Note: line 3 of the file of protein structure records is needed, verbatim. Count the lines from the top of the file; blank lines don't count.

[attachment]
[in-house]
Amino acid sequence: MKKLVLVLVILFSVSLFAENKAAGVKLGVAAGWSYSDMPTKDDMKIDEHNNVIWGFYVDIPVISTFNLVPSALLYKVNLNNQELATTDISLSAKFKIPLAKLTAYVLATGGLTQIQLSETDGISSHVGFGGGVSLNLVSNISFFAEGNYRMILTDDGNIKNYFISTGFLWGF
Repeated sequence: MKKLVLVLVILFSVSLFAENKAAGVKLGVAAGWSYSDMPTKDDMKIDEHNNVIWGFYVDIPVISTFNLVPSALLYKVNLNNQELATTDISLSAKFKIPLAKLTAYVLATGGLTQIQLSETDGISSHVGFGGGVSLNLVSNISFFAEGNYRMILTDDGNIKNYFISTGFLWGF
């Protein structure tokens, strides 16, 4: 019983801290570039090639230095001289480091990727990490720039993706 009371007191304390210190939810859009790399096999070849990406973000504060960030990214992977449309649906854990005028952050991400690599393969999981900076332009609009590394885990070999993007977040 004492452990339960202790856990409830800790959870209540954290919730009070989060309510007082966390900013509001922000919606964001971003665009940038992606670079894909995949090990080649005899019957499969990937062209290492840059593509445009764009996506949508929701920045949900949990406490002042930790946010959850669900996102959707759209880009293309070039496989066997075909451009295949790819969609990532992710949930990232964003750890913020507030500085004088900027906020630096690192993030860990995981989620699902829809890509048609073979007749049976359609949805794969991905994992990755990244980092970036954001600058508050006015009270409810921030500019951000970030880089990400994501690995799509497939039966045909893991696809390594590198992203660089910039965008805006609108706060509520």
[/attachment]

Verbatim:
Repeated sequence: MKKLVLVLVILFSVSLFAENKAAGVKLGVAAGWSYSDMPTKDDMKIDEHNNVIWGFYVDIPVISTFNLVPSALLYKVNLNNQELATTDISLSAKFKIPLAKLTAYVLATGGLTQIQLSETDGISSHVGFGGGVSLNLVSNISFFAEGNYRMILTDDGNIKNYFISTGFLWGF